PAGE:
The Grinch and NOAA Are Stealing Winter. Prediction Center Says La Nina Is to Blame

And It's Really, Really Wrong

Expectations are a funny thing. They can either prepare us or crush us, and for the past 20-odd years, winter in the Mid-Atlantic states has more or less been crushing me. Each year I think it will be “normal” again. Meaning the frost will actually be on the pumpkin in October and that the sky will paint itself a gunmetal gray in November. The air will turn frigid and at turns quiet, pregnant with the promise of a good snow storm. At least that’s how it used to be. Predictable, terrible winter.

And my expectations are grounded in accurate history. Growing up inside the Washington beltway I can recall wearing jackets to the school bus stop in September and feeling the crunch of frosted grass beneath my feet. Halloween was almost always cold. As a young adult, I have many memories of walking home from the Metro on a week night with my fingers numb with cold and my cheeks stinging from the wind. Today, not so much. And it’s confusing. You don’t know how to dress and the constant fluctuations between highs in the mid 60s and 70s punctuated with just a few chilly days here and there is, well, pissing me off. And it looks as if we are in for more of the same this year.

The NOAA’s Climate Prediction Center released its U.S. Winter Outlook on October 19, 2017, and says that La Nina is potentially emerging for the second year in a row as the biggest wildcard in how this year’s winter will play out. And it’s that naughty La Nina that’s to blame for our mild winters. According to Mike Halpert, deputy director of the Climate Prediction Center: “Typical La Nina patterns during winter include above average precipitation and colder than average temperatures along the northern tier of the United States and below normal precipitation and drier conditions across the South.” Sigh.

So if NOAA’s Prediction Center is on target, we are in for more of the same warmer than normal temperatures across the southern two-thirds of the United States and the East Coast. The trend for the past 20 years, with some anomalies, has been that the we have been stuck in a long-term La Nina pattern that is bringing warmer winters to the Mid-Atlantic states—and I couldn’t be more disappointed.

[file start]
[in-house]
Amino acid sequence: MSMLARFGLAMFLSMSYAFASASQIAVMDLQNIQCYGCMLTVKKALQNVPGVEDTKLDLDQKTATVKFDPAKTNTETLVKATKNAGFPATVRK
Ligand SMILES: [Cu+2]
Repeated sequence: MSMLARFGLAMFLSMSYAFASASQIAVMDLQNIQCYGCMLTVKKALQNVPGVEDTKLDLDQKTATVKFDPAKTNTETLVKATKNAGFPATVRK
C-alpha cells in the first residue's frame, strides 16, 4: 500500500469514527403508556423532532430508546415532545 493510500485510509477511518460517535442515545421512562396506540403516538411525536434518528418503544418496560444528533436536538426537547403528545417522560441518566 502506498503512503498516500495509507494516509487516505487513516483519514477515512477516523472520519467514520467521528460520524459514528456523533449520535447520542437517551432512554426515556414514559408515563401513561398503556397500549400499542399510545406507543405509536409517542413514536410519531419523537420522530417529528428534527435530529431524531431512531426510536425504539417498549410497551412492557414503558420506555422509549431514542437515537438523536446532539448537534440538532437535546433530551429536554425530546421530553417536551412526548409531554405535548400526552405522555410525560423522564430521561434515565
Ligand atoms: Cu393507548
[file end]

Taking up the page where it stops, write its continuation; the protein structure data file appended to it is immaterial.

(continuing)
For those of us who remember when seasons were more predictable, we fondly recount to our children and anyone else who will listen the Presidents Day Storm of February 1979, the worst storm in 57 years to strike the Washington area. The white stuff piled up to 20 inches over Northern Virginia and Maryland and the snow fell—at times—2 to 3 inches per hour while the temperatures were in the single digits to teens. I was a teenager in 1979 and it was the most exciting thing in the world to see literal walls of snow and to be holed up with your best friend listening to WPGC on the radio.

The 1979 Presidents Day storm buried Washington, D.C. and the surrounding area for days. It was the worst storm to hit the D.C. area in 57 years.

Then there was the March 1993 “Superstorm” that hit while I was living in western Maryland. The storm was blamed for some 200 deaths and cost $2 billion to repair damages and remove snow. Although the Washington area saw just 8 inches to the southeast of the city, 13 inches in the District and within the beltway, winds produced blizzard conditions over portions of northern Virginia and central and western Maryland with snow drifts of up to 12 feet.

It was the most dangerous storm I ever witnessed. Hurricane force winds battered the back of our house with such force, it made snowdrifts that reached clear to the top of the house. Interstates shut down, and shelters opened for nearly 4,000 stranded motorists and those left without heat and electricity. The National Guard was even called in to help with emergency transport and snow removal.

Hagerstown, Maryland. This mountain of snow made it to the top of the garage after the blizzard in 1993. Weeks after the storm blew through, my daughter can still almost reach the roof standing in the snow.

In light of this, perhaps it’s just crazy that I am longing for a good cold winter, but I like to be able to fit my seasons in a neat box and enjoy each one. I don’t want to cook a turkey on Thanksgiving Day when it’s 65 degrees outside. I want my winter fantasy of snow-covered roads, crackling fires, steamy windows, and the smell of pine as I stare at my twinkling Christmas lights on a bleak cold day.

My fondest childhood memories were first sledding with the neighborhood children and then with my own. There’s just nothing better than when the world goes quiet after a righteous snow storm. So call me crazy, but I’m not happy about another year of not wearing my Christmas sweater or cooking my turkey with the air condition on. The world truly has gone mad and I don’t think it’s too much to ask that the seasons match my memories and traditions. Reign well.

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